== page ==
Commissioner recalls Finley's fire sales in the '70s
By Peter Gammons Special to ESPN.com
Bud Selig remembers the night of June 15, 1976.
The then-owner of the Milwaukee Brewers remembers it well, in fact.
Bud Selig (with Donald Fehr) recalled his dealings with Charlie Finley.
"I was trying to get Sal Bando," said Selig. "Charlie Finley answered the phone, 'Finley's Meat Market.' He told me he wanted between $1 million and $1.5 million for Bando. I told him I'd give him prospects, that I had some good prospects.
"He told me, 'I don't want any prospects, what would I do with them?'," Selig recalled. "I tried to suggest that he needed players to put on the field, and he told me to forget it."
That afternoon, Finley had extracted $2 million from the Boston Red Sox for Joe Rudi and Rollie Fingers, and $1.5 million from the New York Yankees for Vida Blue. In Boston -- courtesy of then-general manager Dick O'Connell's notes, provided by the Yawkey Foundation -- the Red Sox had tried several combinations of trades involving players and money ranging from a 5-for-5 involving some of Boston's potential free agents (including reigning MVP/Rookie of the year Fred Lynn) to a 3-for-2 that would have sent $2 million, catcher Andy Merchant, outfielder Rick Miller and pitcher Jim Willoughby for Rudi and Fingers.
"Finley says forget the damn players," O'Connell noted on June 14.
That night 27 years ago flashed across Selig's mind when he heard at 12:30 a.m. ET on Thursday that the Reds had shipped Aaron Boone and Gabe White to the Yankees for Brandon Claussen and $3 million. He talked to Sandy Alderson and told him that he would not approve it.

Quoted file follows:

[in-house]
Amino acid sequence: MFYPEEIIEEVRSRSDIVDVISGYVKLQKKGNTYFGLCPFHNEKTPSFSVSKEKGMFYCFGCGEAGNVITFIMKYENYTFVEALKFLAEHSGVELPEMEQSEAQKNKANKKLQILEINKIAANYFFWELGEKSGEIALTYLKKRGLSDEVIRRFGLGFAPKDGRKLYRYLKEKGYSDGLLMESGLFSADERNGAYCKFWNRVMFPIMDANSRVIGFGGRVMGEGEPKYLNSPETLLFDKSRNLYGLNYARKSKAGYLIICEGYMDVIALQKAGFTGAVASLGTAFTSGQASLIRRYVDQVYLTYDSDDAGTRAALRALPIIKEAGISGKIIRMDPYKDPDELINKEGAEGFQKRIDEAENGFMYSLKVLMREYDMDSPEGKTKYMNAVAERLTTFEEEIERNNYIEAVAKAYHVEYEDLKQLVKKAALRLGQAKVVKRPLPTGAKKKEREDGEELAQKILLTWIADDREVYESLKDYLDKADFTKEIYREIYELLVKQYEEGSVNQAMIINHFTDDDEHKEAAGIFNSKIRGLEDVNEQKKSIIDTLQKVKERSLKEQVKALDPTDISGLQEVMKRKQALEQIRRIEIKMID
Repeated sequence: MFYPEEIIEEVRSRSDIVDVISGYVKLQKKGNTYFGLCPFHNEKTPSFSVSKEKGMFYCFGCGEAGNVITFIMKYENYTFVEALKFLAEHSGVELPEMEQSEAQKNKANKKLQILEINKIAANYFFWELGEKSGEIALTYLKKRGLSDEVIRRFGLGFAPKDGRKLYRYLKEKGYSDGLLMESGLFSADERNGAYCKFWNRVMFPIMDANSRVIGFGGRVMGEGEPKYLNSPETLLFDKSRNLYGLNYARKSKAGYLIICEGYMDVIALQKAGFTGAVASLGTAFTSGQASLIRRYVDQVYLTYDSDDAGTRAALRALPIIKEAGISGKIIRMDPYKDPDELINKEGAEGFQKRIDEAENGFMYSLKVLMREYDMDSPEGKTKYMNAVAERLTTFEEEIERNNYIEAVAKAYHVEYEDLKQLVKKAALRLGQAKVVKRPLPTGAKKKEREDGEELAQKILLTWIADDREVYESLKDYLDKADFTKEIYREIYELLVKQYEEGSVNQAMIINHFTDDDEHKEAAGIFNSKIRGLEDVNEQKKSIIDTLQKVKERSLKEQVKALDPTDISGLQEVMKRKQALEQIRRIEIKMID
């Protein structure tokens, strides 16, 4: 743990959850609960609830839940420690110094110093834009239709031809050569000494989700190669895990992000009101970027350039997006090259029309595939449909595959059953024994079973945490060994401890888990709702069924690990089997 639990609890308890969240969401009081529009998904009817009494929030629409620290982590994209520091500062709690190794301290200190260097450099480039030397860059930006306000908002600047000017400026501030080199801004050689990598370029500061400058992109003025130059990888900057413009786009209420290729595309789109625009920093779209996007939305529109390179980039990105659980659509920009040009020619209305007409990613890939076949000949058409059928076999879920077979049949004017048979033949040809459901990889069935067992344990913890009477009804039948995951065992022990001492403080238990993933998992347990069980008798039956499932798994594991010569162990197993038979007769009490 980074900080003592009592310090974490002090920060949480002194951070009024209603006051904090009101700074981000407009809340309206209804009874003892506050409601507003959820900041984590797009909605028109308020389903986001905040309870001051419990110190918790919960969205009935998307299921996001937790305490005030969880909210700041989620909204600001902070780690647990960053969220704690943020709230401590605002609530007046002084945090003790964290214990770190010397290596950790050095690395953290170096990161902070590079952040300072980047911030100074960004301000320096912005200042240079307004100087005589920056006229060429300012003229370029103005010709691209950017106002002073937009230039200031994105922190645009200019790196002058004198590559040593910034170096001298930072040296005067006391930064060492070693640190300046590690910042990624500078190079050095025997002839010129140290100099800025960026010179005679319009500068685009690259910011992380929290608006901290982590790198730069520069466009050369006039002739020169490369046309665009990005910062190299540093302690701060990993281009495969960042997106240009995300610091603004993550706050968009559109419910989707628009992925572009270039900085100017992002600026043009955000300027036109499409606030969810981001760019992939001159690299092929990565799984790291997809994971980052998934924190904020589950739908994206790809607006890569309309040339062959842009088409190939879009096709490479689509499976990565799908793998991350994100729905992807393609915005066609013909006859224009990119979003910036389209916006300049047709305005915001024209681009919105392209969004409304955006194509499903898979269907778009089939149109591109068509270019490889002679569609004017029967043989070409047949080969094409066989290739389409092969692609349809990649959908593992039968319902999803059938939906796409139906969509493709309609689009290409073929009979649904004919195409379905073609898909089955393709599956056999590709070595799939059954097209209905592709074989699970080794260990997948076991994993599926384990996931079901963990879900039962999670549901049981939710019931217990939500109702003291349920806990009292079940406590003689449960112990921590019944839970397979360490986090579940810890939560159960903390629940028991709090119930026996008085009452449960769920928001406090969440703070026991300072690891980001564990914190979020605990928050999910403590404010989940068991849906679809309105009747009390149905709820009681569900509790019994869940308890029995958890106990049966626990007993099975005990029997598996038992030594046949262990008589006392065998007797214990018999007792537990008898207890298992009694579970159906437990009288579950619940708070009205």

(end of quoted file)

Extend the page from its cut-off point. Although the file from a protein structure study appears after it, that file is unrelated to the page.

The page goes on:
Alderson called Selig at 9:30 a.m. ET on Thursday to tell him that both the Yankees and Reds asked that he reconsider. "No way," Selig said. "There's no way that they're going to exceed the $1 million limit."
Selig did agree to talk to Reds owner Carl Lindner and Yankees president Randy Levine. "They made their cases, but I made mine in pretty strong terms," says Selig. "I told them that they'd have to restructure the deals with prospects and do it with Sandy. They weren't happy about it, and I probably used some choice language, but this is all part of a competitive balance problem that this industry faces."
In the end, the Yankees agreed to add pitcher Charlie Manning and make it $1 million in cash for Boone. They split off Gabe White, made it $400,000 and added low-level prospects.
"So I at least got it cut in half," says the Commissioner. "The Boston deal (for Scott Williamson) exceeded the $1 million limit ($1.25 million), but that was our error and we'll work it out.
"Look, I understand that players being sold off like this is a serious concern, and something that troubles fans -- and me," said Selig. "But there's only so much I can do. I tried to do something."
It is not lost on Selig that the same two teams that bought Rudi, Fingers and Blue at the 1976 deadline filled Lindner's pockets with $2.65 million as he unloaded his best pitcher and his best player.
"I thought about that immediately when I got word of the Boone deal," says Selig. "How could I not think about it? I was trying to get Sal Bando and all I was offering was players when all Charlie wanted was cash."